Vanessa Bryant wins ruling in lawsuit over shared images of Kobe Bryant crash

The widow of the late NBA star said she learned about her husband's death on social media.

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The widow of Kobe Bryant scored a legal victory in her lawsuit against Los Angeles County over the leaked photos of her dead husband and their teenaged daughter Gianna.

Vanessa Bryant requested that the county sheriff and fire chief answer questions under oath about the helicopter crash site photos as part of a civil lawsuit filed by Bryant and family members of the other victims who perished, USA TODAY Sports reports. 

Vanessa Bryant
Vanessa Bryant speaks on behalf of Class of 2020 inductee, Kobe Bryant during the 2021 Basketball Hall of Fame Enshrinement Ceremony at Mohegan Sun Arena on May 15, 2021 in Uncasville, Connecticut. (Photo by Maddie Meyer/Getty Images)

Kobe and seven others, including his 13-year-old Gianna, were killed on Jan. 26, 2020 when the helicopter they were aboard, on their way to a girls basketball tournament, crashed in the hills west of Los Angeles amid foggy weather. Federal safety officials blamed pilot error for the wreck.

Vanessa said she learned about their deaths on social media — hours before she received official confirmation from the Los Angeles Sheriff’s Department.

On Tuesday, U.S. Magistrate Judge Charles Eick granted Vanessa’s request and ruled that LA County Sheriff Alex Villanueva and County Fire Chief Daryl Osby will have to give pre-trial testimony about the photos that first responders took at the crash site. The pictures caused the victim’s family members emotional distress, according to court documents viewed by the New York Post.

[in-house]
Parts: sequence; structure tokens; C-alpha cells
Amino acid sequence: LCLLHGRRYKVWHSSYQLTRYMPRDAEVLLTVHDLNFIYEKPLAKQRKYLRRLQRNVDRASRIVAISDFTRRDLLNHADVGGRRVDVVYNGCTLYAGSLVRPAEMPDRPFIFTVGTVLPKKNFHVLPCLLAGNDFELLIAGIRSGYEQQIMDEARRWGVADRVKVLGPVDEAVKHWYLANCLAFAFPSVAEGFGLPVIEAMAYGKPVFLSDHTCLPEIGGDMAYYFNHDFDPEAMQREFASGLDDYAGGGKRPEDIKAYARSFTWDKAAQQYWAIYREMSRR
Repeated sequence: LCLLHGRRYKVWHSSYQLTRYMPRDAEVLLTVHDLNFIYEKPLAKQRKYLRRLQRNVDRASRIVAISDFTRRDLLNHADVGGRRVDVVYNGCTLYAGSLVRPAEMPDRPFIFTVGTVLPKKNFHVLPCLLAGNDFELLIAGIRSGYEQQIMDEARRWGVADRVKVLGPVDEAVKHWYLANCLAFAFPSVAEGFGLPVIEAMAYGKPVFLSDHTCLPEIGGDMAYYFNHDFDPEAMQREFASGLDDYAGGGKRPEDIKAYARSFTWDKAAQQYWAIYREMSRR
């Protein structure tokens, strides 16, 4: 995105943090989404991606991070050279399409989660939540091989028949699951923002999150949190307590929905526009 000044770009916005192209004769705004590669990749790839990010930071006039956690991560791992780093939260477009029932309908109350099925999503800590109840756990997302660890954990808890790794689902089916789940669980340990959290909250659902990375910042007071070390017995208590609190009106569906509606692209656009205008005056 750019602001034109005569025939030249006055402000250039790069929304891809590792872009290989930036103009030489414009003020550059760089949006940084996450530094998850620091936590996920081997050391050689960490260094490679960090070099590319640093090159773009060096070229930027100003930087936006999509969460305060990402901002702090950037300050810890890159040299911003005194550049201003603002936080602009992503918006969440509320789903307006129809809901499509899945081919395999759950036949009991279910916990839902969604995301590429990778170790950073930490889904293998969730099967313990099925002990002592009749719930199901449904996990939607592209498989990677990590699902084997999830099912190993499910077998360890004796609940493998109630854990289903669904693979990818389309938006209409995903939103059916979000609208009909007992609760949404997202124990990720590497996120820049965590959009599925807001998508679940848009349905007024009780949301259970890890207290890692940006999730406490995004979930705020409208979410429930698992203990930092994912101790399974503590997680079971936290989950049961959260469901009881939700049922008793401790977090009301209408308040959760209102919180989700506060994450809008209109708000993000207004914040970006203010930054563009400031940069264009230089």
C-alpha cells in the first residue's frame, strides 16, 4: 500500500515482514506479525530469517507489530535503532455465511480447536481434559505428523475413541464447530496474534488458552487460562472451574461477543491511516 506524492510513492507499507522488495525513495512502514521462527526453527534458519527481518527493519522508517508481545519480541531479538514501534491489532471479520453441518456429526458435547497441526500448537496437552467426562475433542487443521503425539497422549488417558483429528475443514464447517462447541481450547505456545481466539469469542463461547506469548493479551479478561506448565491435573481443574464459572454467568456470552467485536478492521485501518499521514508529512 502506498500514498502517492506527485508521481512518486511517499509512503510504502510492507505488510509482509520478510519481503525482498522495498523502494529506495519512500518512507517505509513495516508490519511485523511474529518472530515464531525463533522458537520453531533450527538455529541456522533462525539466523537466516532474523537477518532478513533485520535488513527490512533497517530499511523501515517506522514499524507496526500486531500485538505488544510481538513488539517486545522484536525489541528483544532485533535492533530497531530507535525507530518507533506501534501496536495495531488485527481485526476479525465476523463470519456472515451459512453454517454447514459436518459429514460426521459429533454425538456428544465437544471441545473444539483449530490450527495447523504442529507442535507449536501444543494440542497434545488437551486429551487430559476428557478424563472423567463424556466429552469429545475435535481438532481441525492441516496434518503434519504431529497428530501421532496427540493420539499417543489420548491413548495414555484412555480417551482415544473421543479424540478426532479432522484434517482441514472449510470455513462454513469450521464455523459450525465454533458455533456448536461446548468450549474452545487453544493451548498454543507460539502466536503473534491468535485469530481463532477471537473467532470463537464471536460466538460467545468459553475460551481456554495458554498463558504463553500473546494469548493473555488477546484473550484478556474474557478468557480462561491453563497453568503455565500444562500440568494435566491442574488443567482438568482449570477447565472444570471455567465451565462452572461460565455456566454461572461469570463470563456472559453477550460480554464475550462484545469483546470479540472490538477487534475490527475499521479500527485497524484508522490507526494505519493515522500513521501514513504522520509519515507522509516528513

The ruling is a major blow for the county, which sought to block Villanueva and Osby’s testimony, arguing that they are heads of government agencies, and such individuals “are not normally subject to deposition, absent extraordinary circumstances.”

Vanessa Bryant Kobe Bryant
Kobe Bryant and Vanessa Laine Bryant (Photo by Nicholas Hunt/Getty Images for Tribeca Film Festival)

That exemption protects officials “from discovery that will burden the performance of their duties, particularly given the frequency with which such officials are likely to be named in lawsuits.”

“While we disagree with the court’s decision, we will make both the Sheriff and Fire Chief available for deposition,” reads the statement from attorney Skip Miller, who is defending the county. “Their testimony will not change the fact that there is no evidence any photos taken by County first responders have ever been publicly disseminated.”

Vanessa said she pleaded with Villanueva to make sure no one takes photographs of the site. Her federal lawsuit against the county claims she has experienced “severe emotional distress” that has compounded the trauma of losing her husband and daughter. The lawsuit contends first responders, including firefighters and sheriff’s deputies, shared photographs of Kobe’s body with a bartender and passed around “gratuitous photos of the dead children, parents and coaches.”

“Villanueva personally promised Mrs. Bryant that he would protect the remains of her husband and daughter from desecration by unauthorized photographers,” said the legal document submitted by Bryant’s attorney, Luis Li. “He personally described the sharing of photos of human remains by law enforcement officers as a problem as old as the Polaroid camera, and he noted that police officers keep so-called ‘death books’ of such photos.”

As part of the legal battle, Los Angeles County is seeking to compel psychiatric evaluations for Vanessa and others to determine if they truly suffered emotional distress over images that did not appear in mainstream news coverage or in published reports about Kobe’s death.

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